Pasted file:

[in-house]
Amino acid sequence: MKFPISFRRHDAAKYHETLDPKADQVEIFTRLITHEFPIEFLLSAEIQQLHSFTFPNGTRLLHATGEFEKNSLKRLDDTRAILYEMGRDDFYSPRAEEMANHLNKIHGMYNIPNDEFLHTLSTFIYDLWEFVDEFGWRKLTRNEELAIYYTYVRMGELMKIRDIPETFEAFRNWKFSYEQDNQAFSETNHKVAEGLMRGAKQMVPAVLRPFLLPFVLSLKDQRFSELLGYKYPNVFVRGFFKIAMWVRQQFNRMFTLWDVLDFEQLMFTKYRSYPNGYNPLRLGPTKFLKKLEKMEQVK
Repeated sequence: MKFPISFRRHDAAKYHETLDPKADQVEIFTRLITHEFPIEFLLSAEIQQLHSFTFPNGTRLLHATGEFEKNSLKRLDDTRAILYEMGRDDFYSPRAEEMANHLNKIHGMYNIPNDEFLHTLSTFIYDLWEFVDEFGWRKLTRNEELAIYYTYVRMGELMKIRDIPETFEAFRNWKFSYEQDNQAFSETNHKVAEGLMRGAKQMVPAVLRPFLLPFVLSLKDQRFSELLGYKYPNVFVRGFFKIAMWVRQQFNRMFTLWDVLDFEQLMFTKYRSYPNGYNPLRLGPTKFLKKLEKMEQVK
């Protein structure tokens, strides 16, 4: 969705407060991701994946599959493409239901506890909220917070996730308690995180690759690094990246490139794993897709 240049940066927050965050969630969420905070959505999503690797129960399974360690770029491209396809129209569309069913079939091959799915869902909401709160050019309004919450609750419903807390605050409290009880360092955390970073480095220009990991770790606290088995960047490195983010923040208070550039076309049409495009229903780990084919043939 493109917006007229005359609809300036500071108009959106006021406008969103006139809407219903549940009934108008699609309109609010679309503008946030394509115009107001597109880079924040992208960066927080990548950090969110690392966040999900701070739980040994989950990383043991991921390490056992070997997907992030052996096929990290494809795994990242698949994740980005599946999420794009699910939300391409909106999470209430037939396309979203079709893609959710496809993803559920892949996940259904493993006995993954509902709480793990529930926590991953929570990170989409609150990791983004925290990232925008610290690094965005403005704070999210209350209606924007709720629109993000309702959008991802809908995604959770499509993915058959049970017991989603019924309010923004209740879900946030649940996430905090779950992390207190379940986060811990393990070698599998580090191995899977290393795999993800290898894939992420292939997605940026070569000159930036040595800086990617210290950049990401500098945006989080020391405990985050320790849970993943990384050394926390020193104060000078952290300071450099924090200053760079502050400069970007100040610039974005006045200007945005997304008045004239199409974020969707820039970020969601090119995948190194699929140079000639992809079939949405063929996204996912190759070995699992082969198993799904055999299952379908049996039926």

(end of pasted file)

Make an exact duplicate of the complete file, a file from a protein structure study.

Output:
[in-house]
Amino acid sequence: MKFPISFRRHDAAKYHETLDPKADQVEIFTRLITHEFPIEFLLSAEIQQLHSFTFPNGTRLLHATGEFEKNSLKRLDDTRAILYEMGRDDFYSPRAEEMANHLNKIHGMYNIPNDEFLHTLSTFIYDLWEFVDEFGWRKLTRNEELAIYYTYVRMGELMKIRDIPETFEAFRNWKFSYEQDNQAFSETNHKVAEGLMRGAKQMVPAVLRPFLLPFVLSLKDQRFSELLGYKYPNVFVRGFFKIAMWVRQQFNRMFTLWDVLDFEQLMFTKYRSYPNGYNPLRLGPTKFLKKLEKMEQVK
Repeated sequence: MKFPISFRRHDAAKYHETLDPKADQVEIFTRLITHEFPIEFLLSAEIQQLHSFTFPNGTRLLHATGEFEKNSLKRLDDTRAILYEMGRDDFYSPRAEEMANHLNKIHGMYNIPNDEFLHTLSTFIYDLWEFVDEFGWRKLTRNEELAIYYTYVRMGELMKIRDIPETFEAFRNWKFSYEQDNQAFSETNHKVAEGLMRGAKQMVPAVLRPFLLPFVLSLKDQRFSELLGYKYPNVFVRGFFKIAMWVRQQFNRMFTLWDVLDFEQLMFTKYRSYPNGYNPLRLGPTKFLKKLEKMEQVK
């Protein structure tokens, strides 16, 4: 969705407060991701994946599959493409239901506890909220917070996730308690995180690759690094990246490139794993897709 240049940066927050965050969630969420905070959505999503690797129960399974360690770029491209396809129209569309069913079939091959799915869902909401709160050019309004919450609750419903807390605050409290009880360092955390970073480095220009990991770790606290088995960047490195983010923040208070550039076309049409495009229903780990084919043939 493109917006007229005359609809300036500071108009959106006021406008969103006139809407219903549940009934108008699609309109609010679309503008946030394509115009107001597109880079924040992208960066927080990548950090969110690392966040999900701070739980040994989950990383043991991921390490056992070997997907992030052996096929990290494809795994990242698949994740980005599946999420794009699910939300391409909106999470209430037939396309979203079709893609959710496809993803559920892949996940259904493993006995993954509902709480793990529930926590991953929570990170989409609150990791983004925290990232925008610290690094965005403005704070999210209350209606924007709720629109993000309702959008991802809908995604959770499509993915058959049970017991989603019924309010923004209740879900946030649940996430905090779950992390207190379940986060811990393990070698599998580090191995899977290393795999993800290898894939992420292939997605940026070569000159930036040595800086990617210290950049990401500098945006989080020391405990985050320790849970993943990384050394926390020193104060000078952290300071450099924090200053760079502050400069970007100040610039974005006045200007945005997304008045004239199409974020969707820039970020969601090119995948190194699929140079000639992809079939949405063929996204996912190759070995699992082969198993799904055999299952379908049996039926």